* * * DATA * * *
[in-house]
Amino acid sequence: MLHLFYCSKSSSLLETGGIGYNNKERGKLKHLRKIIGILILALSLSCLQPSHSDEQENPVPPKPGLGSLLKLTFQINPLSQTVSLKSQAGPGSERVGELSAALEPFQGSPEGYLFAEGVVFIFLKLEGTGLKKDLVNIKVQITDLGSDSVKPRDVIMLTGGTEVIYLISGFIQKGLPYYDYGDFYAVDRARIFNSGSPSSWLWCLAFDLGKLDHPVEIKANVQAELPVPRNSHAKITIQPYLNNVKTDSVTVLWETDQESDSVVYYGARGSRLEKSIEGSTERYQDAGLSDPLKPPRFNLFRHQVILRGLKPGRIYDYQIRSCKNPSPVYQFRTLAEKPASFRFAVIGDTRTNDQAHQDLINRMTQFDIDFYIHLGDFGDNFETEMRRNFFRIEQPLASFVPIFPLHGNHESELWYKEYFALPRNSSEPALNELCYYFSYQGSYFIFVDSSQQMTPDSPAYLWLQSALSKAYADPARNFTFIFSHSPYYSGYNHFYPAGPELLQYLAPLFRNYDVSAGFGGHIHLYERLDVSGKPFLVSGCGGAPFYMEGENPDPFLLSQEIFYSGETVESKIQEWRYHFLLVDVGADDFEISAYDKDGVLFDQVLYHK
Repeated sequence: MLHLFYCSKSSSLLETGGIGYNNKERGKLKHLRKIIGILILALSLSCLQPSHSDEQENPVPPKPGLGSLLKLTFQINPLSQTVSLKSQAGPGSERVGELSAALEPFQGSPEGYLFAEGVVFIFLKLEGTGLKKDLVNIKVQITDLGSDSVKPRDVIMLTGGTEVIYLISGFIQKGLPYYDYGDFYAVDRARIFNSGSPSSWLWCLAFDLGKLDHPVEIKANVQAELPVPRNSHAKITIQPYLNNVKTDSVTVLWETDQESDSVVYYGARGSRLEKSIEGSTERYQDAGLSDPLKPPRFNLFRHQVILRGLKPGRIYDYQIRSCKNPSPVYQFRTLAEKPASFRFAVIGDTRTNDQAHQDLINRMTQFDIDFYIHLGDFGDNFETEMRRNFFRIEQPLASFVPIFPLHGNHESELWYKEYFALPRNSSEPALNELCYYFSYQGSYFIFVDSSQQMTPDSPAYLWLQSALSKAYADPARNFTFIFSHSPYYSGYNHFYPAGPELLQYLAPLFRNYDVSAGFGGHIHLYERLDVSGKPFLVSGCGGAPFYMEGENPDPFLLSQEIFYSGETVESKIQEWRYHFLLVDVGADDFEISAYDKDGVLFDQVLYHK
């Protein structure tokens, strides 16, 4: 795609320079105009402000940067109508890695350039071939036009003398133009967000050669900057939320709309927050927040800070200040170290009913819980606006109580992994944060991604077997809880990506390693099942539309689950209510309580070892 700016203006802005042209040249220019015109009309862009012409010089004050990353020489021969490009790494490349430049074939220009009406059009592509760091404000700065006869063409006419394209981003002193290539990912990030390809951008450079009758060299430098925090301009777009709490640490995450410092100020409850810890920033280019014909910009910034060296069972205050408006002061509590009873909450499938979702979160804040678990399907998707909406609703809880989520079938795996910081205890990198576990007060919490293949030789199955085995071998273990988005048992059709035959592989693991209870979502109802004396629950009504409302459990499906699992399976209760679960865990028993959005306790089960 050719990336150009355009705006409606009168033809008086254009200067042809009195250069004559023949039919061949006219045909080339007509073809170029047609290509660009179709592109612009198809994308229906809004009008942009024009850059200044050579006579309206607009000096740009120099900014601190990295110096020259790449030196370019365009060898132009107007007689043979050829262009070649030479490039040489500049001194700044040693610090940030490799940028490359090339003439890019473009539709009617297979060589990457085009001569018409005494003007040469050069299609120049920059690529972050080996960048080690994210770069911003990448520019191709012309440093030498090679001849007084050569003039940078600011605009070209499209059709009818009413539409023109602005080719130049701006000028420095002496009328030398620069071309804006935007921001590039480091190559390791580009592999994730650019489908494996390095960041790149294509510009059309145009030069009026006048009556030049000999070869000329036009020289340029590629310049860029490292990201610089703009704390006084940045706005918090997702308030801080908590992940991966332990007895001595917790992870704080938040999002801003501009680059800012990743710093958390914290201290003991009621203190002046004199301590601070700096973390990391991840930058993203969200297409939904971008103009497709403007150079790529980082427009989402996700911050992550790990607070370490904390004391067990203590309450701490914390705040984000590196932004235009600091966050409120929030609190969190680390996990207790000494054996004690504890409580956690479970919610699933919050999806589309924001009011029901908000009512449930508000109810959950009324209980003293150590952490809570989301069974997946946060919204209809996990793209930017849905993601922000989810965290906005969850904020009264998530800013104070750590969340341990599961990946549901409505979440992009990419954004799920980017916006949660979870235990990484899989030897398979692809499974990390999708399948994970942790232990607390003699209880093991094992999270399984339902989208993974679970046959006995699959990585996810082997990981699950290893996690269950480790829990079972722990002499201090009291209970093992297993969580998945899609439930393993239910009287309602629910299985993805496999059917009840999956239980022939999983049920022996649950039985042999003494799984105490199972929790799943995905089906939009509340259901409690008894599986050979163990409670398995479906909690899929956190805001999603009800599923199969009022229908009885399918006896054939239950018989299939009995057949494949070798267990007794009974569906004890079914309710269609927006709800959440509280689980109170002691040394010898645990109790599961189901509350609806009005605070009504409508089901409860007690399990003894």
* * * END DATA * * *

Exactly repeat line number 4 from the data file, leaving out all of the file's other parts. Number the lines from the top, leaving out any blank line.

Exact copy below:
């Protein structure tokens, strides 16, 4: 795609320079105009402000940067109508890695350039071939036009003398133009967000050669900057939320709309927050927040800070200040170290009913819980606006109580992994944060991604077997809880990506390693099942539309689950209510309580070892 700016203006802005042209040249220019015109009309862009012409010089004050990353020489021969490009790494490349430049074939220009009406059009592509760091404000700065006869063409006419394209981003002193290539990912990030390809951008450079009758060299430098925090301009777009709490640490995450410092100020409850810890920033280019014909910009910034060296069972205050408006002061509590009873909450499938979702979160804040678990399907998707909406609703809880989520079938795996910081205890990198576990007060919490293949030789199955085995071998273990988005048992059709035959592989693991209870979502109802004396629950009504409302459990499906699992399976209760679960865990028993959005306790089960 050719990336150009355009705006409606009168033809008086254009200067042809009195250069004559023949039919061949006219045909080339007509073809170029047609290509660009179709592109612009198809994308229906809004009008942009024009850059200044050579006579309206607009000096740009120099900014601190990295110096020259790449030196370019365009060898132009107007007689043979050829262009070649030479490039040489500049001194700044040693610090940030490799940028490359090339003439890019473009539709009617297979060589990457085009001569018409005494003007040469050069299609120049920059690529972050080996960048080690994210770069911003990448520019191709012309440093030498090679001849007084050569003039940078600011605009070209499209059709009818009413539409023109602005080719130049701006000028420095002496009328030398620069071309804006935007921001590039480091190559390791580009592999994730650019489908494996390095960041790149294509510009059309145009030069009026006048009556030049000999070869000329036009020289340029590629310049860029490292990201610089703009704390006084940045706005918090997702308030801080908590992940991966332990007895001595917790992870704080938040999002801003501009680059800012990743710093958390914290201290003991009621203190002046004199301590601070700096973390990391991840930058993203969200297409939904971008103009497709403007150079790529980082427009989402996700911050992550790990607070370490904390004391067990203590309450701490914390705040984000590196932004235009600091966050409120929030609190969190680390996990207790000494054996004690504890409580956690479970919610699933919050999806589309924001009011029901908000009512449930508000109810959950009324209980003293150590952490809570989301069974997946946060919204209809996990793209930017849905993601922000989810965290906005969850904020009264998530800013104070750590969340341990599961990946549901409505979440992009990419954004799920980017916006949660979870235990990484899989030897398979692809499974990390999708399948994970942790232990607390003699209880093991094992999270399984339902989208993974679970046959006995699959990585996810082997990981699950290893996690269950480790829990079972722990002499201090009291209970093992297993969580998945899609439930393993239910009287309602629910299985993805496999059917009840999956239980022939999983049920022996649950039985042999003494799984105490199972929790799943995905089906939009509340259901409690008894599986050979163990409670398995479906909690899929956190805001999603009800599923199969009022229908009885399918006896054939239950018989299939009995057949494949070798267990007794009974569906004890079914309710269609927006709800959440509280689980109170002691040394010898645990109790599961189901509350609806009005605070009504409508089901409860007690399990003894």